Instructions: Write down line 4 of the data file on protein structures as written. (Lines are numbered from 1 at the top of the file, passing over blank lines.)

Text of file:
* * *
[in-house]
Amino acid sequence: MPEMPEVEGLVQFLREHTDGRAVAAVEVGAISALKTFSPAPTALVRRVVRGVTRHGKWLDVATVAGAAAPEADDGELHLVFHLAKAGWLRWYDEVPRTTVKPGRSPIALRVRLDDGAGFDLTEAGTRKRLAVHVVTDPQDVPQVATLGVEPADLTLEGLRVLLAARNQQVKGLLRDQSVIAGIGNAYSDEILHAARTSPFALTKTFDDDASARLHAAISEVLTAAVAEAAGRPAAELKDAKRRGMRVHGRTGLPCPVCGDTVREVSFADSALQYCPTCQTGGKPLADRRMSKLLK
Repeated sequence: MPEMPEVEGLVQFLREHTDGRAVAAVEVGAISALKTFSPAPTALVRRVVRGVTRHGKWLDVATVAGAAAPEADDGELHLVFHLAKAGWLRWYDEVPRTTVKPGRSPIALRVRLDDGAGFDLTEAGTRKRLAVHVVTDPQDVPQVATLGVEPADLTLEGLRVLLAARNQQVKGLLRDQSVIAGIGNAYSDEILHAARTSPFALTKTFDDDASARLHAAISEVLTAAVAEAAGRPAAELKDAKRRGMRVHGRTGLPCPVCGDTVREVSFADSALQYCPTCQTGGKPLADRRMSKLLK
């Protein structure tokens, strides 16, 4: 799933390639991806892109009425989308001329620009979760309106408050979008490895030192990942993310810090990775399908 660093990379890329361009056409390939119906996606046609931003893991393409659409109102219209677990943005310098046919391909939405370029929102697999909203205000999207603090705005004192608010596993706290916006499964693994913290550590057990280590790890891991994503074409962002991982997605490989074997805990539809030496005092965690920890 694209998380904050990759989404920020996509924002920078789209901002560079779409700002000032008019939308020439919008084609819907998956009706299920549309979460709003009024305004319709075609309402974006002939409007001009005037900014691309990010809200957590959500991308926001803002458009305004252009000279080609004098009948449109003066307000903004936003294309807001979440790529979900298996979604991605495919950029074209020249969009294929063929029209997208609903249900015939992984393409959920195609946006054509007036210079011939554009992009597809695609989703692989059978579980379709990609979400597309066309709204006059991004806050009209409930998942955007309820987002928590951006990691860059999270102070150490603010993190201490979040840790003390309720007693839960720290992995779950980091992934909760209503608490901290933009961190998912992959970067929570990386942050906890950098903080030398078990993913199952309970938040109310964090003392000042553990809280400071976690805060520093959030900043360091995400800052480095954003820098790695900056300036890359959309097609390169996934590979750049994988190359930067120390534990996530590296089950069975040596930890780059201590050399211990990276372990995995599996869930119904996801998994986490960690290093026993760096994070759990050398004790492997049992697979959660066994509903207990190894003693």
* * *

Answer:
């Protein structure tokens, strides 16, 4: 799933390639991806892109009425989308001329620009979760309106408050979008490895030192990942993310810090990775399908 660093990379890329361009056409390939119906996606046609931003893991393409659409109102219209677990943005310098046919391909939405370029929102697999909203205000999207603090705005004192608010596993706290916006499964693994913290550590057990280590790890891991994503074409962002991982997605490989074997805990539809030496005092965690920890 694209998380904050990759989404920020996509924002920078789209901002560079779409700002000032008019939308020439919008084609819907998956009706299920549309979460709003009024305004319709075609309402974006002939409007001009005037900014691309990010809200957590959500991308926001803002458009305004252009000279080609004098009948449109003066307000903004936003294309807001979440790529979900298996979604991605495919950029074209020249969009294929063929029209997208609903249900015939992984393409959920195609946006054509007036210079011939554009992009597809695609989703692989059978579980379709990609979400597309066309709204006059991004806050009209409930998942955007309820987002928590951006990691860059999270102070150490603010993190201490979040840790003390309720007693839960720290992995779950980091992934909760209503608490901290933009961190998912992959970067929570990386942050906890950098903080030398078990993913199952309970938040109310964090003392000042553990809280400071976690805060520093959030900043360091995400800052480095954003820098790695900056300036890359959309097609390169996934590979750049994988190359930067120390534990996530590296089950069975040596930890780059201590050399211990990276372990995995599996869930119904996801998994986490960690290093026993760096994070759990050398004790492997049992697979959660066994509903207990190894003693």